Saturday, September 16, 2006


Sorry for being gone for the past couple of weeks. I was busy preparing for a Kairos Prison Ministry and was, literally, locked up for three days last week. If you are not familiar with the Kairos ministry, it is similar to the Walk to Emmaus or Cursillo weekends, only this one is held inside the walls of a prison. Prisoners -- we call them "residents" -- are selected to participate in the program by the Chaplain and the Warden. Typically, when these programs get started, the residents selected to participate are the trouble-makers, the leaders of the gangs and those who are causing problems in the prison. The Chaplain and the Warden apparently use the "trickle-down" theory of evangelistic reform, namely, if you convert the leaders, then the rest of the population will follow.

While the purpose of the program is not overtly evangelistic, many, many men and women who participate do get saved or rededicate their lives to Christ. C.S. Lewis once remarked that the hardest thing in western evangelism was to convince people that they were actually sinners in need of a Savior. If you can't recognize your need, you can't turn to Christ in repentance. This is one of the biggest challenges in our churches today. It is filled with too many "good" people who won't admit they are sinners. However, it is different in a Kairos environment. It almost goes without saying that these residents don't have to be convinced they are sinners. They know they are sinners and they know they need to make a change in their lives. It makes them very open to the convicting presence of the Holy Spirit during the weekend.

The main purpose of the Kairos weekend is to build up a Christian presence in the prison and to raise up resident leaders who will continue the program. It is very similar to the modern missionary movement in this regard. We are not going in the prison to set up a program for the residents to attend. We are not trying to change the culture. We are trying to put in place the seeds of faith and leadership so they can create their own Christian community that meets their particular needs. Outside team members (volunteers) come into the prison on a regular basis to worship and meet with the residents. At the Lowndes State Prison where I just served, the meetings are held every Wednesday and then a larger gathering the third Saturday of each month. These meetings are run by the residents and not by the outside team members. We simply come in, as members of the Christian faith community, to share God's love with them and to worship with them in their service.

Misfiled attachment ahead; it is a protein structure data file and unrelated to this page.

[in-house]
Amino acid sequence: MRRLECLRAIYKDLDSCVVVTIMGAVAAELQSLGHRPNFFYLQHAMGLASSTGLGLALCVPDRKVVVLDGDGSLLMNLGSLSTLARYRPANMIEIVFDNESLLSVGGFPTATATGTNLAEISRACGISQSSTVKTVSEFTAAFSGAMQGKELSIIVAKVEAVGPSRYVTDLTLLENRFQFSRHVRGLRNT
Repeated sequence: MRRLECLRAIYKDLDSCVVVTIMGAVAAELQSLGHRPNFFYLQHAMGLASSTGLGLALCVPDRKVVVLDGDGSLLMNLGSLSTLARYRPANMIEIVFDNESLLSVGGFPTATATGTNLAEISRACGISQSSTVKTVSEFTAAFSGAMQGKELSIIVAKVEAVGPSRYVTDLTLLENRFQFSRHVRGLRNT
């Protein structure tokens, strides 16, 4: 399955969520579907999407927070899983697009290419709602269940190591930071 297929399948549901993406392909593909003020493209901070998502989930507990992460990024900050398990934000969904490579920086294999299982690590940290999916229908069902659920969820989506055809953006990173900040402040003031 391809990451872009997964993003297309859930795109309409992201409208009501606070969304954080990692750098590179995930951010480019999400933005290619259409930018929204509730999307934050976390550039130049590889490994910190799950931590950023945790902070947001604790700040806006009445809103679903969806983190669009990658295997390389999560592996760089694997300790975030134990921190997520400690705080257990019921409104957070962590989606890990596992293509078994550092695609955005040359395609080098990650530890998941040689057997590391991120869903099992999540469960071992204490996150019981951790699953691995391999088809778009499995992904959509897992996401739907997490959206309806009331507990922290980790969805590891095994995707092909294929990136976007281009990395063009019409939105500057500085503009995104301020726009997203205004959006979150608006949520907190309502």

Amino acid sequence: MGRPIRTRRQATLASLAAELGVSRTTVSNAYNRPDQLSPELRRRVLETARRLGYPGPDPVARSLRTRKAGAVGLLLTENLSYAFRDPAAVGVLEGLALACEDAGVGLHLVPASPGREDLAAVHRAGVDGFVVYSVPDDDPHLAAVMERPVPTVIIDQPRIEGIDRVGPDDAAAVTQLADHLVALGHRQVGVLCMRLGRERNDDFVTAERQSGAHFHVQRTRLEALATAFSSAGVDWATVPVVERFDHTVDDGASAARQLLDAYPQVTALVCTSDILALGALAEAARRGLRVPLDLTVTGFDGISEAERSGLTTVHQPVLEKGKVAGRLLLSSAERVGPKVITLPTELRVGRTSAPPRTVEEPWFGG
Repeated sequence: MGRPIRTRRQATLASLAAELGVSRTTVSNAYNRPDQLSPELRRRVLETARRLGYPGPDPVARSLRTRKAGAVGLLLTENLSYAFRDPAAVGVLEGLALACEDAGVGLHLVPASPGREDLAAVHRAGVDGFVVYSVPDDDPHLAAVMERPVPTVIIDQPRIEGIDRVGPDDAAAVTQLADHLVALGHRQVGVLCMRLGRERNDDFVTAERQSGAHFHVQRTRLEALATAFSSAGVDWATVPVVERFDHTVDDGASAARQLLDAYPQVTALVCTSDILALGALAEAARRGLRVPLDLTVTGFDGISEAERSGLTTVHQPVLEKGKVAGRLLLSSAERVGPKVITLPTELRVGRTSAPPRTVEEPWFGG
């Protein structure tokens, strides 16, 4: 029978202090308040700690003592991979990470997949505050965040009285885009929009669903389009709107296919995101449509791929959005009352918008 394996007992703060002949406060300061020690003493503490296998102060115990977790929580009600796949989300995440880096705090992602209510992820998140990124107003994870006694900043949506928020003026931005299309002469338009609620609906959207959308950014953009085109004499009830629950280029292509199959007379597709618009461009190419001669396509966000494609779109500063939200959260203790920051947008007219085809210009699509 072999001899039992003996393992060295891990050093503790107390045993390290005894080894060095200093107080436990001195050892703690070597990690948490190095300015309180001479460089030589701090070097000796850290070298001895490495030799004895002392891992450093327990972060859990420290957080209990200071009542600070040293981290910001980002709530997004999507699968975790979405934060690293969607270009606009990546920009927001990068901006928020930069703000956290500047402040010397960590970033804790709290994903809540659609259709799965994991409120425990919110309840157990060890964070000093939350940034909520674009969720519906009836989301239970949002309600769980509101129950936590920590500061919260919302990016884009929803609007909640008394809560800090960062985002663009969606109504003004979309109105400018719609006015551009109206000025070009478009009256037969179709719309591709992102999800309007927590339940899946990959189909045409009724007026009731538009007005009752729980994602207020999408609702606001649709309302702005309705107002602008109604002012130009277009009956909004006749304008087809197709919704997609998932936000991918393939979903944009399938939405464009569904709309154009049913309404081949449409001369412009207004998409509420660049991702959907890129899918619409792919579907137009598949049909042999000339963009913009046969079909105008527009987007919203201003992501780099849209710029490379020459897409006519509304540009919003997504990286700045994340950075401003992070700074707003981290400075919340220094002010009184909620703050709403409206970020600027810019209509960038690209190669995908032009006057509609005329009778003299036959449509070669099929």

God has done some remarkable things through the Kairos program. Many men and women have come to the Lord and have turned their lives around. And, when they finally leave the prison environment, if they do, then they have a foundation that they can build upon once they re-enter society. A network of Kairos volunteers and outside believers help support these residents as they seek to restart their lives, this time with God helping them make their own decisions.

I want to encourage all of you who have been through an Emmaus-like weekend, whether that be Tres Dios, Cursillo, Emmaus, Chrysalis, etc., to check out Kairos. Christ told us to visit those in prison, to carry His light into Satan's stronghold, and to win those who have been taken captive by the enemy. In these settings, it is easy to see the power of God moving in the lives of men and women. It is easy to renew your own faith and strength as God touches their lives. Get involved in Kairos or some other type of prison ministry and let God use you to help change someone. The Kairos International Website can be found by clicking here, and the Georgia Kairos Website can be found by clicking here.


John said...

A friend of mine leads a Kairos Outside program here in Florida for people who have relatives in prison.

Prison ministry is so critical for the church. I've been thinking about exploring it.

Greg Hazelrig said...

I've been to Emmaus and worked Emmaus and Chrysalis, but not Kairos yet. I hope to do so sometime, but right now I had to turn the las Emmaus opportunity down because of how busy I am with a new church.

I do have a friend who loves prison ministry because he says it's the place where he can see a difference being made.